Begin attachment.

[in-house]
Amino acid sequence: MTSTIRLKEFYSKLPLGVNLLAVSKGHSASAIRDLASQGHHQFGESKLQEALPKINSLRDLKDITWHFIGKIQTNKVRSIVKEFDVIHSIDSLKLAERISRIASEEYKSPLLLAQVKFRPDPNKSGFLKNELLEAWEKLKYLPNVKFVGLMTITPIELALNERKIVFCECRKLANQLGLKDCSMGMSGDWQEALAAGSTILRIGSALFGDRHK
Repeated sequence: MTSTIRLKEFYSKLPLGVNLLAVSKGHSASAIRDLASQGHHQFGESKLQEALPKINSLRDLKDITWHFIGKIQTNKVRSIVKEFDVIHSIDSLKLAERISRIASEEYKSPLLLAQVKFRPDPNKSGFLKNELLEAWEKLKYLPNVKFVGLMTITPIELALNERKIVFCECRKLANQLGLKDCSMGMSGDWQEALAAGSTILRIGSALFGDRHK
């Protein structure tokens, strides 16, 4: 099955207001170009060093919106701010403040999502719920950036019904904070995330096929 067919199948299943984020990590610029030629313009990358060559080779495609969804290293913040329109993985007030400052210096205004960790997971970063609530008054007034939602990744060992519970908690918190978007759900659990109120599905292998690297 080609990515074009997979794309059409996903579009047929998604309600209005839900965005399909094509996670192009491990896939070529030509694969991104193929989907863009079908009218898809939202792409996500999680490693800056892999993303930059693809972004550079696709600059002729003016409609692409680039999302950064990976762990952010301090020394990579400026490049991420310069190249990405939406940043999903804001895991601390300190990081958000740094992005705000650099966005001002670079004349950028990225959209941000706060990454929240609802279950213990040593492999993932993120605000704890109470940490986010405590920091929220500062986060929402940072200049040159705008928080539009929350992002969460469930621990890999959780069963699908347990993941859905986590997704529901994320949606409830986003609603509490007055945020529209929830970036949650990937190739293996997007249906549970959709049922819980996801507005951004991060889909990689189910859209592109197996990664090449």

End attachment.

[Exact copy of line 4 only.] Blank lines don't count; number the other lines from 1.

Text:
């Protein structure tokens, strides 16, 4: 099955207001170009060093919106701010403040999502719920950036019904904070995330096929 067919199948299943984020990590610029030629313009990358060559080779495609969804290293913040329109993985007030400052210096205004960790997971970063609530008054007034939602990744060992519970908690918190978007759900659990109120599905292998690297 080609990515074009997979794309059409996903579009047929998604309600209005839900965005399909094509996670192009491990896939070529030509694969991104193929989907863009079908009218898809939202792409996500999680490693800056892999993303930059693809972004550079696709600059002729003016409609692409680039999302950064990976762990952010301090020394990579400026490049991420310069190249990405939406940043999903804001895991601390300190990081958000740094992005705000650099966005001002670079004349950028990225959209941000706060990454929240609802279950213990040593492999993932993120605000704890109470940490986010405590920091929220500062986060929402940072200049040159705008928080539009929350992002969460469930621990890999959780069963699908347990993941859905986590997704529901994320949606409830986003609603509490007055945020529209929830970036949650990937190739293996997007249906549970959709049922819980996801507005951004991060889909990689189910859209592109197996990664090449």